By Meda Kessler
Photos by Brian McWeeney
Architects Jason Eggenburger and Steven Halliday, 97w, studio97w.com
Contractor Kris Fagala, KMF Company, 817-416-0310
As Kris and Rhonda Fagala flip through before photographs of their 1925 apartment building, they smile and grimace as they flash back to the initial walk-throughs of the dilapidated structure. A brick wall leaned perilously over the property line and threatened a neighbor’s garage. Due to fallen trusses, the roof was almost beyond repair, and the elements had taken their toll on everything.
“I pursued the owner of this building for 10 years,” says Kris. “Apparently several developers had backed out of the restoration process, and an engineer had recommended that it be torn down.”
The photographs seem to support that recommendation, but it didn’t faze the Fagalas, who bought the former College Avenue Baptist Sunday School and Athletic Building on Valentine’s Day 2014. Before getting to work, they talked about their proposed restoration with officials from Near Southside Inc., a formidable coalition of businesses and community leaders who promote and support the redevelopment of the urban, mixed-use neighborhood. Not only did the Fagalas want to restore the 13,190-square-foot building, they wanted to give it a more contemporary feel while honoring its history.
Eventually, they connected with architects Jason Eggenburger and Steven Halliday of 97w, a Near Southside firm.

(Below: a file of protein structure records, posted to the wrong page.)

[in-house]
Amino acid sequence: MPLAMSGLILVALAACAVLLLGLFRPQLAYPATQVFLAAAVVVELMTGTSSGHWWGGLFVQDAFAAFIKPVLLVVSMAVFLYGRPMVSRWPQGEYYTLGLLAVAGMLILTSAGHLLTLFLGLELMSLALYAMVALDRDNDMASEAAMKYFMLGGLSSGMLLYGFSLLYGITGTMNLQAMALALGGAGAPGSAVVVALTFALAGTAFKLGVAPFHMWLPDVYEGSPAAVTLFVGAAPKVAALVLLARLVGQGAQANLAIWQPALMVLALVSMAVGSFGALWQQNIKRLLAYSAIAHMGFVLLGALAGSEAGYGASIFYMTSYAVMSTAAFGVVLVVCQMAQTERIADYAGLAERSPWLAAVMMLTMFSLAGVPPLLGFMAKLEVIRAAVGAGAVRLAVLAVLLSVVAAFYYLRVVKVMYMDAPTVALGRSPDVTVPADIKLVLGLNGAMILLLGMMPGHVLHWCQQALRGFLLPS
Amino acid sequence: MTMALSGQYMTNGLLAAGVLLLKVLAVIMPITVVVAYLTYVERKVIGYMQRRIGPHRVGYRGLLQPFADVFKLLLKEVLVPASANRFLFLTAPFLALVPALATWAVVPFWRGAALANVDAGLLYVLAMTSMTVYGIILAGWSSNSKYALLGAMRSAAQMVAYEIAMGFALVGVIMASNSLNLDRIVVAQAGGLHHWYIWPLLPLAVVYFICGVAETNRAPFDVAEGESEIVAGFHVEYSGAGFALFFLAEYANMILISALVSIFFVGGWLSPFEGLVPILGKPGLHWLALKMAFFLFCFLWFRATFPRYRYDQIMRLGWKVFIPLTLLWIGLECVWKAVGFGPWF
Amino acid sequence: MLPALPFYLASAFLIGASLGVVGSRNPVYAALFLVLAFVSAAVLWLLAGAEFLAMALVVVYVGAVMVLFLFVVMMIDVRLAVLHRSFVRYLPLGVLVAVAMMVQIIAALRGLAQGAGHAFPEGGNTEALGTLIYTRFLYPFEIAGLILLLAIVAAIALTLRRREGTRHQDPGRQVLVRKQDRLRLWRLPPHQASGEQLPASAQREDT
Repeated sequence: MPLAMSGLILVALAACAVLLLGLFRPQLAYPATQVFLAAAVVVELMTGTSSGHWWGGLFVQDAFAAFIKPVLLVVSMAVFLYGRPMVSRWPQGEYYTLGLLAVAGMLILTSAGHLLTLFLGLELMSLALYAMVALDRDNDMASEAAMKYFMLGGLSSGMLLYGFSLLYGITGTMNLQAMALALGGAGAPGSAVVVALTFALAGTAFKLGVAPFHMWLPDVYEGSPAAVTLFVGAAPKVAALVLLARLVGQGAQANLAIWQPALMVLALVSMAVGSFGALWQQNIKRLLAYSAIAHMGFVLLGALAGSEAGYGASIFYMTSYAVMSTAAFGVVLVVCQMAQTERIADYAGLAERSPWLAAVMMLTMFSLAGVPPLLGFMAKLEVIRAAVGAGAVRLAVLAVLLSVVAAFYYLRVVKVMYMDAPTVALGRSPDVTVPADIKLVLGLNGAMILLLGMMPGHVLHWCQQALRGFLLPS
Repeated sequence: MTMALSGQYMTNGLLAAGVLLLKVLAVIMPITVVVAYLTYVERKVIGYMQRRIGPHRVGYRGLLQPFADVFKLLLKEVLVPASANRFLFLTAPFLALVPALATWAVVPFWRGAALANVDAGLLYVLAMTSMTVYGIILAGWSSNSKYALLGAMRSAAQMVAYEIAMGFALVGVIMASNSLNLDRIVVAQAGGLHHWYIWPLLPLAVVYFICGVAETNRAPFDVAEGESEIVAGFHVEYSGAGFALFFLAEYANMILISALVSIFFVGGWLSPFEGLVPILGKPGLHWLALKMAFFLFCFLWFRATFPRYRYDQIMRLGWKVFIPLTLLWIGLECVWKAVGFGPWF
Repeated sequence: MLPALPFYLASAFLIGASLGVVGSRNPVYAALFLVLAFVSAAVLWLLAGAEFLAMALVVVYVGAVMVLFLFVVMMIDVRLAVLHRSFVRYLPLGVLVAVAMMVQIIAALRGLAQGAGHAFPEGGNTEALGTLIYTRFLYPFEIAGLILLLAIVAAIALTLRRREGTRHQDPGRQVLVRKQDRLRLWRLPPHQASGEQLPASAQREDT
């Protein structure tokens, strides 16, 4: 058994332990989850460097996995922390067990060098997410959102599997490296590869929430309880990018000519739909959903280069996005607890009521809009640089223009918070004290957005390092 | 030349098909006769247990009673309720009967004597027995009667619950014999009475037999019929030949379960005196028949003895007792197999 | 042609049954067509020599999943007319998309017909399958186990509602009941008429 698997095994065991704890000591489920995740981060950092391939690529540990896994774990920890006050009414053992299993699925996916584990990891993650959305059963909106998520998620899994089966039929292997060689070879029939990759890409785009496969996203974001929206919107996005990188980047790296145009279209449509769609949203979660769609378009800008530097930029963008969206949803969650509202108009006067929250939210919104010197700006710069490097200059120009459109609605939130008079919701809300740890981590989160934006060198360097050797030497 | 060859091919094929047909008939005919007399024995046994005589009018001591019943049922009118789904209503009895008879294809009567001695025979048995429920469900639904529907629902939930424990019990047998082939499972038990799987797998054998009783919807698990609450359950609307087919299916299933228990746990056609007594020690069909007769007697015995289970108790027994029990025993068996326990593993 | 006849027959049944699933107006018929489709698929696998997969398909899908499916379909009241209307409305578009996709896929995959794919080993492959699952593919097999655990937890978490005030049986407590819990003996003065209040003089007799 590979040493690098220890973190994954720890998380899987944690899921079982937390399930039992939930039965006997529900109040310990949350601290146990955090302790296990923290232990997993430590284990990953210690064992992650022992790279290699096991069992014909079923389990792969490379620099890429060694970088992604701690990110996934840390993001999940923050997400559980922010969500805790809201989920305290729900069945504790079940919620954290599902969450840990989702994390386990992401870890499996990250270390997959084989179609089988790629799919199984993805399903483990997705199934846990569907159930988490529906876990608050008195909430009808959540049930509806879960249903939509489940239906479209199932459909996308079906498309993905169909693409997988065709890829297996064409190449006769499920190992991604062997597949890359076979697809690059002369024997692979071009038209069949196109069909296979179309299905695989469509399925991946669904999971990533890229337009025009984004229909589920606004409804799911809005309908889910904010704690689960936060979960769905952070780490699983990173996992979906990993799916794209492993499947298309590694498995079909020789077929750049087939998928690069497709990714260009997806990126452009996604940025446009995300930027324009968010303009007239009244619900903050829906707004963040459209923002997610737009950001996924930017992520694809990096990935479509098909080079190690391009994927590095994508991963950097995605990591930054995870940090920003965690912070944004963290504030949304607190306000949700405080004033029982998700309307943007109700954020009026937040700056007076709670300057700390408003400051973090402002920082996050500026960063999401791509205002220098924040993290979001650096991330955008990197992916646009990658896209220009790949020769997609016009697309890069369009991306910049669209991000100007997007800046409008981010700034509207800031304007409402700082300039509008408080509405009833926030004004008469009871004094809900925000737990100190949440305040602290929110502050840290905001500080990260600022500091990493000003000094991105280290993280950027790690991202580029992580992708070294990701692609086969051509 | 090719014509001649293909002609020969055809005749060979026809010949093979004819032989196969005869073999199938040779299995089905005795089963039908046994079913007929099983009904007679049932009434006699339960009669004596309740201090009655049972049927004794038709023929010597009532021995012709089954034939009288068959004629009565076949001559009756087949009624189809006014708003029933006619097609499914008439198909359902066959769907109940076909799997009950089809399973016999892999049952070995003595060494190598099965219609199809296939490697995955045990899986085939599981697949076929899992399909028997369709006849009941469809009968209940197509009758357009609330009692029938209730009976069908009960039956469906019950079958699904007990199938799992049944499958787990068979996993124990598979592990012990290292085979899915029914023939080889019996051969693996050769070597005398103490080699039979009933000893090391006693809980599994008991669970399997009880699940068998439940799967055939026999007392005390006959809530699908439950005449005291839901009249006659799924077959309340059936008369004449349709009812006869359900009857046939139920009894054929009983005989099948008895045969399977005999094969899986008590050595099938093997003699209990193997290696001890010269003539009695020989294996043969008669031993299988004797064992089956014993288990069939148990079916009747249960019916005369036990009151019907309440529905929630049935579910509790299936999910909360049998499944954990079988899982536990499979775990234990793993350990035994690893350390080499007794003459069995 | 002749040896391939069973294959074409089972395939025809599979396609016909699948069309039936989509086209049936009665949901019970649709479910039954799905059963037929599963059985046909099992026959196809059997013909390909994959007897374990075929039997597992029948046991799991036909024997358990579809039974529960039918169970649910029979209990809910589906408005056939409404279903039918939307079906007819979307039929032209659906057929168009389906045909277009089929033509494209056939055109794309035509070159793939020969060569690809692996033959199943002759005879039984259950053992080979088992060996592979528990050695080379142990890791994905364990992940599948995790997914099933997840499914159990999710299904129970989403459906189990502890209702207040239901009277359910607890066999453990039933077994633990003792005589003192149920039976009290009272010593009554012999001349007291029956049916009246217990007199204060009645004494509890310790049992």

“This was one of 97w’s first projects,” says Halliday. “And, yes, it was a challenge.”
“Anything old, leave it old” became the mantra as the three-story structure, which once housed a dance studio and a swimming pool, evolved into a mixed-use building with 10,500 square feet of residences in the form of seven lofts, first-floor commercial offices and a large interior parking lot. Architectural elements big and small remain, with modern updates that help keep the look cohesive.
“The trick is to not fight an old building, because it will always win,” says Halliday. “Instead, you learn to work within its parameters. And flexibility is key.”
The Fagalas, who formerly lived in a contemporary home in Colleyville, took up residence in the 3,200-square-foot third-floor loft with stunning views of downtown Fort Worth. The rest of the units, four of which are double height (as is the Fagalas’), have remained occupied since they began leasing them. The Fagalas’ unit features two bedrooms, 2½ baths, open living-dining-kitchen space, an office and a roof deck.
Steel, wood and stone are the starring materials, but the effect is far from cold. The huge metal windows received more than a thousand new double-glass panes, and they infuse the open living room with light, even on a gloomy day. The original brick walls retain some of the hard-to-remove plaster, which adds a patina of age and texture. Hardwood floors, some original, offer a warm contrast to the hard surfaces.
Floating wood and steel stairs lead to an office, which was created using a steel deck over the kitchen, its thin metal railings allowing for a view of the action below. The industrial look prevalent in the other rooms gives way to a more modern master suite. While the original rough brick walls remain, oversize porcelain floor tile, a spacious walk-in shower with a pair of floor-to-ceiling glass doors and contemporary lighting create a spalike feel in the bath. A wide hallway filled with built-ins serves as the walk-in closet and links the bath to the serene bedroom. “It’s the one room where we added more contemporary windows to frame the view of the city,” says Halliday.
The mix of old and new has resulted in a couple of preservation awards over the past few years. For the homeowners and architects, who managed to look past a crumbling brick building and see its potential, it’s a winner.